Column: Political Road Map: Californians have a long, love-hate relationship with ballot propositions
Ballot measures are referred to by some observers as California’s fourth branch of government, a 105-year-old system for citizen approval of laws and constitutional amendments that is baked into the state’s political DNA.
And even though they grumble, voters generally like them. Seventy-nine percent of voters in a USC Dornsife/Los Angeles Times post-election poll said voting on one or more of this fall’s propositions was important to them.
The nonpartisan Public Policy Institute of California has found six in 10 likely voters think they do a better job at enacting laws than do legislators in Sacramento.
Voters were put to the test last week, on issues from legalizing and taxing marijuana to whether actors must use condoms in pornographic movies. If current tallies hold, two-thirds of the 17 propositions will have passed. And while it wasn’t the longest ballot in history (there were 48 propositions in 1914), this year’s were decidedly more complex and required a record-setting 224-page voter information guide.
Support for the system, though, didn’t stop Californians in groups small and large this election season from wondering why their elected representatives couldn’t have handled all of these issues. And here’s the answer: In many cases, proposition proponents never take their issues to the state Capitol.
Of the seven November ballot measures that could’ve been enacted by the Legislature, backers of all but one went straight to the voters. That includes the condoms initiative, Proposition 60, and the effort to limit state government spending on prescription drugs, Proposition 61. Both were championed by a Los Angeles health activist who opted out of the state legislative process. So, too, did backers of marijuana legalization and those who wrote the two initiatives to change the death penalty.
Eight of this fall’s propositions were constitutional amendments and could be made only by voters. But here, too, lawmakers were skipped. Some of the measures, like Proposition 56’s tobacco tax hike, could’ve been drafted as simple state statutes but included constitutional provisions to tightly control the revenues. That was also true of the extension of current income tax rates on the wealthy, Proposition 55.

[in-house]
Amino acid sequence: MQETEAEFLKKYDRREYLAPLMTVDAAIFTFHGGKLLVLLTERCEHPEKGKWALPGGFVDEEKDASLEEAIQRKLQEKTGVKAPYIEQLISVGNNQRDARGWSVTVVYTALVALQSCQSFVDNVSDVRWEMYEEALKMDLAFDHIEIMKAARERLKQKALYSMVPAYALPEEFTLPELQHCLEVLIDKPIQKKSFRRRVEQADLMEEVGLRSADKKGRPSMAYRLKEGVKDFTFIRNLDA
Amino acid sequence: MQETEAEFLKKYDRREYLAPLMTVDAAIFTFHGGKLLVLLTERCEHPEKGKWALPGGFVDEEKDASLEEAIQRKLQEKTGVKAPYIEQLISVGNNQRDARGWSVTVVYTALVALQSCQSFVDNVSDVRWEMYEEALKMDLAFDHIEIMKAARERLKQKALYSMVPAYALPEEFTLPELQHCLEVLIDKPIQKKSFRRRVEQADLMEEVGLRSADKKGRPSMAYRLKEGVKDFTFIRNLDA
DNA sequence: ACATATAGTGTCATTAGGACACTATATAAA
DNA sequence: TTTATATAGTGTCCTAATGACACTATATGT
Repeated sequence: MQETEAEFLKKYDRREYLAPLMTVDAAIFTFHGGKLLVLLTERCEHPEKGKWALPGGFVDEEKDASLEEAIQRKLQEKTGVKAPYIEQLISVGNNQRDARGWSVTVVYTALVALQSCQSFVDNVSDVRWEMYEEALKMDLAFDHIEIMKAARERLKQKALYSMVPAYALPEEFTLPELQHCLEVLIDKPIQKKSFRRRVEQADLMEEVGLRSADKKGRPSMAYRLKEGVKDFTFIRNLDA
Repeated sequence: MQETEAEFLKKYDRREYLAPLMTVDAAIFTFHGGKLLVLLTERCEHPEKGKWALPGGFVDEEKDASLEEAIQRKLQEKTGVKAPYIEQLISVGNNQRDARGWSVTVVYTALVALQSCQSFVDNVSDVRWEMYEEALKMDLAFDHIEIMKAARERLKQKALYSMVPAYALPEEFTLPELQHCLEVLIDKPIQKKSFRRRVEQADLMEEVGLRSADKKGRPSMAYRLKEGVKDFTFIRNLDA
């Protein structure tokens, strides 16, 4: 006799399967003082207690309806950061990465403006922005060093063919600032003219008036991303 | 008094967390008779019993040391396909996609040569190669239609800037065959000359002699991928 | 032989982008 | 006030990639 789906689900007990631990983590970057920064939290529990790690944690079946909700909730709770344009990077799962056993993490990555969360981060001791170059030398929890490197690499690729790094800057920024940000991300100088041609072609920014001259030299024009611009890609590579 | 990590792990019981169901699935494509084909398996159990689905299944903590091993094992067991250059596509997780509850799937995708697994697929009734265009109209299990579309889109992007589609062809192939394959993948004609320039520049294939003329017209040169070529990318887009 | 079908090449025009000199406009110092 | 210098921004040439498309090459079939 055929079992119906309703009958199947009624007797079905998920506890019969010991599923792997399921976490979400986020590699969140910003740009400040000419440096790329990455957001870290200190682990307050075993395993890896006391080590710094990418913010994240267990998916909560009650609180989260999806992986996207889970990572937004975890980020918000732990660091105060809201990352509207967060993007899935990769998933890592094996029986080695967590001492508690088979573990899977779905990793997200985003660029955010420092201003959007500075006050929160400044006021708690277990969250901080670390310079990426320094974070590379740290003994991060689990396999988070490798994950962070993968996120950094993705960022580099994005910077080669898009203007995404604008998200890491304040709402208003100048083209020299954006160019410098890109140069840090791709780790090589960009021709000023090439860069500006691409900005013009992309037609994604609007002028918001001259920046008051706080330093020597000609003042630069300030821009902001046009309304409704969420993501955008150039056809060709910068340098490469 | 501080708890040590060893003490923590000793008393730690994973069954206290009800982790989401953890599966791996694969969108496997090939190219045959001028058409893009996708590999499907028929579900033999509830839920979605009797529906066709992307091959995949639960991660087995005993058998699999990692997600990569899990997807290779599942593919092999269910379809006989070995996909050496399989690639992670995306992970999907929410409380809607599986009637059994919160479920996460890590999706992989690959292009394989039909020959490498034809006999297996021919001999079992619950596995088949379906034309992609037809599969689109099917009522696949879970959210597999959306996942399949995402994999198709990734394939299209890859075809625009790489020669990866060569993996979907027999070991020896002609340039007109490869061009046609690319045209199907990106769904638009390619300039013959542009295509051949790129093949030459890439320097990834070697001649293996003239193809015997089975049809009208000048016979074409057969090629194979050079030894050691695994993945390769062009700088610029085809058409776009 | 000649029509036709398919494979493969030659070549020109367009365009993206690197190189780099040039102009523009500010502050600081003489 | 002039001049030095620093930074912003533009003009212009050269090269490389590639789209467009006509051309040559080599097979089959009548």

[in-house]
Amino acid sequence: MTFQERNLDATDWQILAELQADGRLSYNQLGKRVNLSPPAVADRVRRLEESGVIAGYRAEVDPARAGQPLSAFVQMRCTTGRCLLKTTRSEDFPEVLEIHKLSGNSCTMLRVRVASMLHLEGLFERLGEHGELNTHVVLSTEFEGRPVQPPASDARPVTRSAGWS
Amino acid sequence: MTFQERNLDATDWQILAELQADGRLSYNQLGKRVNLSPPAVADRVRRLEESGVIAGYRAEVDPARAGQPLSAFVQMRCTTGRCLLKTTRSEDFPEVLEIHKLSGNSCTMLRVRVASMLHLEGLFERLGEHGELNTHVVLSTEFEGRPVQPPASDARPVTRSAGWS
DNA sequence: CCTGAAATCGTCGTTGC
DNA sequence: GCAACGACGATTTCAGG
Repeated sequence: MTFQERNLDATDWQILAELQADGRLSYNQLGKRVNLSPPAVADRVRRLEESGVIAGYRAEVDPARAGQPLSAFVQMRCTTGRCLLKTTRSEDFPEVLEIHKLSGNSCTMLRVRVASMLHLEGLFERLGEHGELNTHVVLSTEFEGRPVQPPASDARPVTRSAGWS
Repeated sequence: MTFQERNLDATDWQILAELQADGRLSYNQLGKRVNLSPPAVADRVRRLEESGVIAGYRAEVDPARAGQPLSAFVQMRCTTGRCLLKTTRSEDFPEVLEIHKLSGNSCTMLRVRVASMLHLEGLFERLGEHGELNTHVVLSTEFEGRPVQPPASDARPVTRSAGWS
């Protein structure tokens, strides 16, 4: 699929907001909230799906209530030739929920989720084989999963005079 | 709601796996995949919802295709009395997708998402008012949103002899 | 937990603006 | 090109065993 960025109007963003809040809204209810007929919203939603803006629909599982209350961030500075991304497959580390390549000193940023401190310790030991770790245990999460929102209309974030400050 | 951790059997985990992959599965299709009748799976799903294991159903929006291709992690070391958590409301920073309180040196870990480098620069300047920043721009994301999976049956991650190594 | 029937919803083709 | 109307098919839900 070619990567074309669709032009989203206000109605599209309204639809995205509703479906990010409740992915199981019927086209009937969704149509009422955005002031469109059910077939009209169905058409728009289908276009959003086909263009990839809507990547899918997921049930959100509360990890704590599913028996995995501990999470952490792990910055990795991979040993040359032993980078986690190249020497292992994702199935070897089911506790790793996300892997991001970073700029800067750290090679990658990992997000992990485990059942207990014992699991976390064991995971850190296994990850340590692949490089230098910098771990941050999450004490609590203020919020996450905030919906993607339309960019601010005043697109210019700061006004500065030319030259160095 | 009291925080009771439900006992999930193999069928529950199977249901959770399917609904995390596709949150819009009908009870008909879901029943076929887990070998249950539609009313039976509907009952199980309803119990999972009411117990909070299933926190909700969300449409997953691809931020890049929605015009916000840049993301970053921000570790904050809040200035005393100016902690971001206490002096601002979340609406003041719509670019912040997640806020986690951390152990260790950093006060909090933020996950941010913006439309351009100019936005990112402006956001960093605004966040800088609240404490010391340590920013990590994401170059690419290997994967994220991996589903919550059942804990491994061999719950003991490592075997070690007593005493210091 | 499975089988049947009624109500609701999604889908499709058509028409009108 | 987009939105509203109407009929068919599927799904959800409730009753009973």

And when an interest group loses a statehouse fight, it can appeal to voters to overturn that decision through a referendum. Plastic bag manufacturers tried, and failed, to do that with Proposition 67. They then added a political twist, gathering signatures for Proposition 65, that would have swiped new fees on paper bags from grocers. They lost that battle, too.
Support for the initiative process notwithstanding, voters have said some improvements would help, like more disclosure of who funds the campaigns that this year set a new record. Polls also show support for helping citizen groups without big bank accounts get their ideas on the ballot.
One recent change, allowing initiatives to be withdrawn at the eleventh hour if supporters strike a deal with lawmakers, helped stave off a blockbuster battle over raising the statewide minimum wage to $15 an hour. Voters may be skeptical of lawmakers tinkering too much with the initiative process, but few would probably object to changes that speed up finding solutions to California’s biggest challenges.
“Widespread consensus exists for making changes,” a PPIC report on ballot measures in 2013 found. “And reforms are likely to pay large dividends.”
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